Posts Tagged ‘Darrell DeVore’

I’m very pleased to have a new piece published in the latest issue of the Tokyo Poetry Journal, alongside fantastic work by Jerry Gordon, Jordan Smith, Samm Bennett, Taylor Mignon, and many others. “Hummingbird” is an essay about my father, Darrell DeVore, and the deep connection between his music and the poetry that he wrote, […]

On August 14th I read some of my father’s poetry as part of an Obon event held at the wonderful MIIT House performance space, a converted butcher shop (hence the name) that often features avant-garde improvisational music and dance. Performers included, among others, Mangrove Kipling on electro-noise box, saxophonics by  Jonas Labhart and Jerry Gordon, […]

Back in the 1970s my father — who was known as “the flute man” — used to make flutes (and other instruments) out of bamboo and sell them in San Francisco, where we lived at the time.  Recently, I was given an amazing cache of old photographs, including this series of my father — most […]

For several months now I’ve been reading through The Collected Poems of Ted Berrigan, a wonderful book in every way, but perhaps especially enjoyable to me because of all the poems related to people that I’ve had long love affairs of fascination with (the incredible Joe Brainard, for example), as well as all the poets […]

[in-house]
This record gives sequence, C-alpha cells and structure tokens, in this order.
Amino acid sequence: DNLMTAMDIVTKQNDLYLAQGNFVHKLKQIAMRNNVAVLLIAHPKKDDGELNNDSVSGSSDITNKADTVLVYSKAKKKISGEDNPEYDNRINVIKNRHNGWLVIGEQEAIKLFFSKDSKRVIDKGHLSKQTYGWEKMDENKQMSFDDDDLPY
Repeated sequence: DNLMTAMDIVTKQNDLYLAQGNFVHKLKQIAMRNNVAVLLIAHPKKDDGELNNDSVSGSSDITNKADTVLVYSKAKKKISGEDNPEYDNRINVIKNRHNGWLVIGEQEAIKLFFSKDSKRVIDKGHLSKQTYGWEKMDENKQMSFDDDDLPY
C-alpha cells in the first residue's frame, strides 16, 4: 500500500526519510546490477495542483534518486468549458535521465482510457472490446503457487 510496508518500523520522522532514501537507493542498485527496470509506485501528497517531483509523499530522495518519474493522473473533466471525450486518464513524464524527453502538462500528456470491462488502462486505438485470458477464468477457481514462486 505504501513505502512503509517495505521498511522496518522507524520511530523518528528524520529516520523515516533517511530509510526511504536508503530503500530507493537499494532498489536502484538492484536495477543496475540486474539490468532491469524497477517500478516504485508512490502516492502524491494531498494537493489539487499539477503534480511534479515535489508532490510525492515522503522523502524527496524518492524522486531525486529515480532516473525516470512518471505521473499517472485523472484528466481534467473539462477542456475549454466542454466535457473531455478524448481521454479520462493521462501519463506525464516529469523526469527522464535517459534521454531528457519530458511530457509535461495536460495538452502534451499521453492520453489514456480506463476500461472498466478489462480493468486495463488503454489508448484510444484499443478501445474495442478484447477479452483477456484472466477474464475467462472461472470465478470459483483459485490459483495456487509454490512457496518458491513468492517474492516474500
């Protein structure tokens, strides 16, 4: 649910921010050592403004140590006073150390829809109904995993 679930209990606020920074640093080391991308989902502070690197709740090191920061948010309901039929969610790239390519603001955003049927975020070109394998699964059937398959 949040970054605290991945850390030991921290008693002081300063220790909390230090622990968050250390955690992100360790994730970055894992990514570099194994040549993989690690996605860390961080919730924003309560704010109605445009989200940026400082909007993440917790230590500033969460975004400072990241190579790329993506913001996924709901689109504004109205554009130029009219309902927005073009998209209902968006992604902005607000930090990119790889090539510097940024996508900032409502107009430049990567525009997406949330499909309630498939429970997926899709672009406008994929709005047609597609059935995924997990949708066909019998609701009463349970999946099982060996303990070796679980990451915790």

(Just so you know, folks, the links on this page stopped working, so I removed them. So, there’s no actual music available here, just an old post about music that used to be out there in the ether. If I can ever hook it up again, I surely will.) I just got a surprise email […]

This summer when I went back to the States, I spent a few days hanging out with my sister, Oma, in Petaluma. We met out at the converted chicken coop that used to be my dad’s music studio — Studio Um — but which is now used by my sister and my mother for painting. […]

The other night I went to Umeda to see Shinji Aoyama’s new movie, Eli, Eli, Lema Sabachthani?, a meditation on the nature of explorative aesthetic practice and experimental living. Aoyama is the director of Eureka, one of the most incredible films of the last decade, and in his new film he revisits territory that he […]